For many Asian Pacific Americans, coming out to family is an enormous challenge. Many fear rejection, disappointing their parents or being seen as sullying the family name.
"I was terrified of coming out to my family. The potential for rejection or being thrown out of the house all seemed like very real possibilities," said Prateek Choudhary, medical student at the Texas College of Osteopathic Medicine. "When I finally told my mom, she was silent for a few very awkward moments. But then she told me that although it would be difficult for her to handle and understand, she would support me because, she said, 'You're my son, and I love you. Nothing can change that.'"
It may be difficult to accept that your family needs time to adjust to the news. But just as it probably took you awhile to accept your own sexual orientation or gender identity, it follows that others will need time to adjust and understand you as well.
Before coming out to parents, it helps to have supportive resources available you can offer to your parents, such as contact information for the local Parents, Families and Friends of Lesbians and Gays (PFLAG) chapter. Keep in mind that your parents may not be immediately receptive to the idea.
"Homosexuality is often very difficult for LGBT Asians because our culture usually treats the subject of homosexuality with the tried and true method of silence," said Harold Kameya, a Japanese father of a lesbian daughter. "In our family, like others, this silence meant ignorance, which made the shock of our daughter coming out even more difficult to deal with. We were fortunate that we found PFLAG, but in the first 10 years we were involved with our local chapter, we were the only Asian family there."
Even with Asian Pacific American support groups in some communities, it can be a challenge to get parents to attend.
"It's difficult to make any gay-affirming resources, Asian Pacific Islander specific or not, available to our families because even discussing a family member's sexual orientation or gender identity breaks a major rule in our culture, which is to never talk about our 'problems,'" said Trinity Ordona, a longtime activist for LGBTQ rights. "That's why we work to educate the entire Asian Pacific Islander community about LGBT issues, because the less they are seen as problems, the more our families and friends will be able to talk about it."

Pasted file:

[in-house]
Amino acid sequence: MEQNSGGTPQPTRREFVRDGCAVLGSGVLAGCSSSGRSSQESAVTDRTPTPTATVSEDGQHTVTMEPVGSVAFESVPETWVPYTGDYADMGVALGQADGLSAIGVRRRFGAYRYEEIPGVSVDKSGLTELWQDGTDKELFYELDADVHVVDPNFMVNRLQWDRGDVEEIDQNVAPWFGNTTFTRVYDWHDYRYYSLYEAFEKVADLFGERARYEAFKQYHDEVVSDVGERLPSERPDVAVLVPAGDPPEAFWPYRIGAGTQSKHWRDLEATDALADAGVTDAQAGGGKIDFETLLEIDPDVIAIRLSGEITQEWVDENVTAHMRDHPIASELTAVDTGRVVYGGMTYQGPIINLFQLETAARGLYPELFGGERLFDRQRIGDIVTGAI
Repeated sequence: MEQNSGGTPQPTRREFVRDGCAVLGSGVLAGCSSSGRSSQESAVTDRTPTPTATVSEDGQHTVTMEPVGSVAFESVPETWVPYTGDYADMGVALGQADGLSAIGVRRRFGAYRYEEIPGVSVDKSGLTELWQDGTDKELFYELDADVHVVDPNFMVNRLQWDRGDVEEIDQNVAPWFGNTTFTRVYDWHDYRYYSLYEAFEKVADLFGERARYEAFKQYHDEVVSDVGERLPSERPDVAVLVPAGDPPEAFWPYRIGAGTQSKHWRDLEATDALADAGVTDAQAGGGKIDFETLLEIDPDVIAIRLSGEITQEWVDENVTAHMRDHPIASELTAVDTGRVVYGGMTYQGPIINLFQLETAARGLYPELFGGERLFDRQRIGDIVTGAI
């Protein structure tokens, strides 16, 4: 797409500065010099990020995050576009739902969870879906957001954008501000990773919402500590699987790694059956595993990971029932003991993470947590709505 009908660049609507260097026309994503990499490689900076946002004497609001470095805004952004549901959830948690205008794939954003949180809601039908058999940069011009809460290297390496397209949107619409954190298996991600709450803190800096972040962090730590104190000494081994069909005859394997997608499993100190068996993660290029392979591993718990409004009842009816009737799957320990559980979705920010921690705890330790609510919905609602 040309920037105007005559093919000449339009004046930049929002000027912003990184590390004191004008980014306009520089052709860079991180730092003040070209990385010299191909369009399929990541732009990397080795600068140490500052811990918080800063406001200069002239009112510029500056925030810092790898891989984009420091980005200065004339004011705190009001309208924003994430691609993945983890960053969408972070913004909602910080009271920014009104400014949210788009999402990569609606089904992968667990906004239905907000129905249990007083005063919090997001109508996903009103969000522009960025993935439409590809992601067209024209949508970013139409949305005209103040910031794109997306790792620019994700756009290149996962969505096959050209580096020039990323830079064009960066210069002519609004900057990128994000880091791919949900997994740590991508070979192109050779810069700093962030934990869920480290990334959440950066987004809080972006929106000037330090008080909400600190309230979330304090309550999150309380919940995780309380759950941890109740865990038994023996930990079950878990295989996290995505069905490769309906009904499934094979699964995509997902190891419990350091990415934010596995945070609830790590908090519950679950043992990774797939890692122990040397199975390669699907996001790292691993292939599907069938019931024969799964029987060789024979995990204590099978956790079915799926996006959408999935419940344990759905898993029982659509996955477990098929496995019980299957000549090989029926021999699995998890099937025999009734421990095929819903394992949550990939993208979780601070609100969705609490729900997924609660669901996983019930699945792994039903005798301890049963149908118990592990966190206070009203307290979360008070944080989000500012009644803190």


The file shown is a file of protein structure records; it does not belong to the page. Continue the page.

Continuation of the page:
If your family is reluctant to join supportive organizations, you can bring the information to them.
"We made the video 'Coming Out, Coming Home,' specifically for those families who desperately needed information about sexual orientation but who would never participate in a group setting," said Belinda Dronkers-Laureta, of API Family Pride. "We're also exploring small social gatherings for Asian families of LGBT people so they can get to know each other in a more relaxed setting."
It is not unusual for a LGBTQ Asian Pacific American to be out in every aspect of life - except to family. Some find it easier to be out to work colleagues, friends and neighbors than to be out at home. Each person's coming out is a personal journey and not being out to your family may work for you. It's also possible that they already know, but the topic is never discussed.
Still, when parents are aware of a child's sexual orientation or gender identity, that information is often hidden from family friends. Some Asian Pacific Americans find it is helpful to come out to their families in their native language.
"I didn't want to come out to my mom in English," said Aleem Raja, a former board member of Trikone, a San Francisco non-profit organization for LGBTQ people of South Asian descent. "I came out to her in Urdu [the language of Pakistan] because I wanted her to know that coming to terms with my orientation was solely about me and not about my attending Berkeley or becoming Americanized."
The strong family ties that often dampen a child's willingness to come out can also turn into support and advocacy once a LGBTQ Asian Pacific American has decided to be open and honest at home.
"We are concerned about our family and the huge fear of rejection we may face," said Ordona. "It's true that many Asian parents tend to be very conservative and protective of their children. But once you can get them behind their kids, they will take on the world!"
Getting your parents to that point may be a battle, but it is one worth fighting.